Guyana has been a poor country for a long time, although to look at and to talk to the people, you would believe that Guyanese are like everyone else. Indeed, we find money to enjoy ourselves and we dress to emulate those who live in the affluent countries.
There are those of us who feel that life should be better if only we could get better pay. We seek to work with companies that pay better than others because we value our labour.
However, we still have the problem of people refusing to take certain jobs regardless of their qualification. It goes without saying that many are not qualified for the jobs they want, but to them that is not important.
So it is that when the announcement came that Guyana had oil and that it would be coming to the surface in a while, all eyes were turned to the employment opportunities. People began to seek to develop skills that would have lain dormant had the oil company not announced its discovery.
And the oil company did build up hopes. It announced that it had provided employment, either directly or indirectly, to hundreds of Guyanese. It caused some graduates of the Carnegie School of Home Economics to land jobs as caterers.
There were Guyanese from the Government Technical Institute who secured jobs on the oil rig and on the onshore facilities. New companies emerged and there were jobs for secretaries and office assistants, but there was the view that enough was not done.
Yet we do not have the numbers; we do not know if the numbers are worth talking about.
The result is that there was pressure for information on the extent of jobs that the oil company had caused to be created. The result was a list of every area of expenditure linked to the oil company. We saw the oil company declaring the money it spent or caused to be spent at Bourda Market and with individuals, some of whom were not aware that they were recipients of the oil company’s largesse.
What was interesting was the reaction of the government spokesperson. He pounded on the fact that Kaieteur News was a beneficiary by virtue of the advertisements that the company may have placed in the newspaper. At that stage I wondered whether the newspaper would have been listed as a beneficiary if a freelance writer had submitted an article for publication.
Reporters began to ask about local content and found out that Guyana at this point does not have a definition for local content, but that it is working on one that would be fashioned by the wider society.
Indeed, local content is important. If one is going to exploit oil, then the least one can do is to use local services. We do not expect that the oil company would seek to use those services that we cannot provide at the expected level.
For example, we do not have the helicopters that can shuttle between shore and the rig; we do not have the level of engineers to undertake work in the area of oil exploration but we do have brokers and technicians that can effect the necessary maintenance services.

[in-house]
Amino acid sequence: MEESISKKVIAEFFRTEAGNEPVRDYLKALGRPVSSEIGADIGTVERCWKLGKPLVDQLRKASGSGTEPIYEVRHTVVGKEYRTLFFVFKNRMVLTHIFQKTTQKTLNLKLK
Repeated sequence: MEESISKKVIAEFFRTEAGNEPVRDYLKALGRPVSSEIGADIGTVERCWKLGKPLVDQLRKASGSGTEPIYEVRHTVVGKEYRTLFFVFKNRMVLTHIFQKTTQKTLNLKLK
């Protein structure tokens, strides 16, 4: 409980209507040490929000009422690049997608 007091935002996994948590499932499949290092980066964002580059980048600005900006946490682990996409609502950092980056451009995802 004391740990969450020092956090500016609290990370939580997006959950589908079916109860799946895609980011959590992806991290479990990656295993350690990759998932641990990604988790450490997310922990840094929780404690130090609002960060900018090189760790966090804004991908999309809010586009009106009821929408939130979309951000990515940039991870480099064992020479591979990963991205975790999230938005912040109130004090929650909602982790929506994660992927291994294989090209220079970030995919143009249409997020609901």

There are local businesses that are investing in certain onshore facilities. Whether this is being done in consultation with the oil company is not known, at least by me. These local companies will create jobs for many, but the potential employees have work to do.
The University of Guyana is required to train people for oil.
I looked at Trinidad and saw the people living it up because there was oil money. Many did not think about capitalizing on the money by enhancing those things that existed before. The result is that the country’s agriculture declined, as did other areas. There was pressure on the government to keep the people happy, and it did until the bottom fell out recently.
Guyana has a booming agriculture sector, so the farmers are well placed to capitalize on the oil money. For sure we do not expect the oil company to import food. That would be a travesty and an insult to Guyana. We do not expect to see an influx of canned foods.
Accommodation is available. All of a sudden some of the leading hotels are reporting an increase in business. Attention is on the local aircraft companies. They will be needed, but earlier we noticed ExxonMobil has moved to lease space at the Ogle Airport. The belief is that the oil company may wish to bring in its own aircraft, and that will not do well for Guyana.
Local content demands that the foreign investor use what is available locally once the cost is not above what it would normally be.
It goes without saying that additional money is flowing into the country. I see more and more developments at the personal level. One gauge is the night life. Night clubs are doing good business, yet I want to see more people using this threat of an economic boom to further their skills development.
There is something that is bothering me, though. We have young people who seem unable to be wedded to a job. At the first sign of discomfort they walk away. That was not how it was; people got a job and did everything to keep it.
I shudder to think that the same thing will happen at a time when we will need every available skill.
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